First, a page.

1 - Nephrology Consultant in Hospital Vila Franca de Xira
2 - Nephrology Department, Hospital de Braga
3 - Nephrology Department, Hospital Beatriz Ângelo, Loures
4 - Nephropathologist in Nefrolab-Clara Saúde, Paço de Arcos
5 - Pediatric Nephrology Unit, Department of Women, Children and Adolescents – Hospital de Dona Estefânia – Centro Hospitalar de Lisboa Central
6 - Nephrology Department, Hospital de Santo António – Centro Hospitalar do Porto
7 - Unit for Multidisciplinary Research in Biomedicine, Instituto de Ciências Biomédicas Abel Salazar (ICBAS) – Universidade do Porto
8 - Immunobiologist in Clinical Pathology Department; Hospital de São José – Centro Hospitalar de Lisboa Central
9 - Nephrology Department, Centro Hospitalar Universitário de Coimbra
10 - University Clinic of Nephrology, Faculty of Medicine – Universidade de Coimbra
11 - Molecular Haematology Laboratory, Department of Clinical Hematology, Centro Hospitalar Universitário de Coimbra
12 - Nephrology Department, Hospital Curry Cabral – Centro Hospitalar de Lisboa Central
13 - Centre for Toxicogenomics and Human Health (ToxOmics), Genetics, Oncology and Human Toxicology, Nova Medical School – Universidade Nova de Lisboa.
- Port J Nephrol Hypert 2018; 32(3): 211-232. (artigo)
Resumo: Among thrombotic microangiopathies (TMA), the hemolytic uremic syndrome associated with dysregulation of the alternative complement pathway (aHUS) is one of the most challenging diseases a nephrologist can face. By the end of the XXth century, the complement’s role was unraveled with the discovery that mutations in the factor H coding gene were responsible for aHUS. But it was the acknowledgment that pharmacological C5-9 blockage provided a cure for aHUS that fostered the interest of the nephrology community in the genetics, pathophysiology and therapeutics of, not only of aHUS, but TMA in general. The molecular genetics of aHUS is technically demanding and, as such, in Portugal (alike many other European countries) a single laboratory emerged as a national reference center. The fact that all samples are evaluated in a single center provides a unique opportunity for data collection and a forum for discussion for all those interested in the field: immunologists, molecular geneticists, pathologists and nephrologists. The current consensus document emerged from such a discussion forum and was sponsored by the Portuguese Society of Nephrology. The goal is more to portray the Portuguese picture regarding the diagnostic approach and therapeutic options than to extensively review the state of the art of the subject. The accompanying documents that are published as supplementary data are in line with that goal. They range from the informed consent and clinical form to be sent together with the biological samples for genetic testing, to the appendix regarding the actual sampling and storing conditions. The document is also intended to set an example for future documents and independent discussion forums on other kidney diseases for which emerging diagnostic and/or therapeutic strategies are reaching clinical practice.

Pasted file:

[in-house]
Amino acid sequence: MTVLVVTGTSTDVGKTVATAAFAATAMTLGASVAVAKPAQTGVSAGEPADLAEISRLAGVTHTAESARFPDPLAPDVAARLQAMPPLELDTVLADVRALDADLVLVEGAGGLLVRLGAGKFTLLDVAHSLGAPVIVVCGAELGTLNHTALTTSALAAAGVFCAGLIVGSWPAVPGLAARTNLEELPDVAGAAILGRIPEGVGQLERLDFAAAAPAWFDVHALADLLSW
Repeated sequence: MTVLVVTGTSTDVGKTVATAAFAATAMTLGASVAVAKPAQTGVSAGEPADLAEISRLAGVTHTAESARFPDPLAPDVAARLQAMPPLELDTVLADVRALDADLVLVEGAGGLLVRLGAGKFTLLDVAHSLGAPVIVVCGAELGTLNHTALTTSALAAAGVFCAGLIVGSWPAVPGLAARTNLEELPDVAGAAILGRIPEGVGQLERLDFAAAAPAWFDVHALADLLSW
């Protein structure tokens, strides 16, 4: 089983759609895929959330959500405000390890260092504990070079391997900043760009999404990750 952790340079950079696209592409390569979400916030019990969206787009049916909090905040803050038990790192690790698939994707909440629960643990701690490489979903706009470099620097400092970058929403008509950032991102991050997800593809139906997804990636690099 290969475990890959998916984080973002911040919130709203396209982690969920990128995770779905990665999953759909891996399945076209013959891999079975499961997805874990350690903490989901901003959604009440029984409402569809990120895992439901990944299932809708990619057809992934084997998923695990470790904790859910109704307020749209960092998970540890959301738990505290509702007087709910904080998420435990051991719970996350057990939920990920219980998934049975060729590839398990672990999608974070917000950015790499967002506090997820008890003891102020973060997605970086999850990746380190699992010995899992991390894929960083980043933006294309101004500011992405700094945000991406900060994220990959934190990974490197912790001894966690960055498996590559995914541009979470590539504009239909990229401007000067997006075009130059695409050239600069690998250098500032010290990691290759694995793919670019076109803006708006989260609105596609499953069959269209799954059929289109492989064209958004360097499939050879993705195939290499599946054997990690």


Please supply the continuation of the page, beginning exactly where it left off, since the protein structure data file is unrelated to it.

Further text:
Palavras Chave: atypical hemolytic uremic syndrome, diagnosis, kidney transplantation, terminal complement blockage.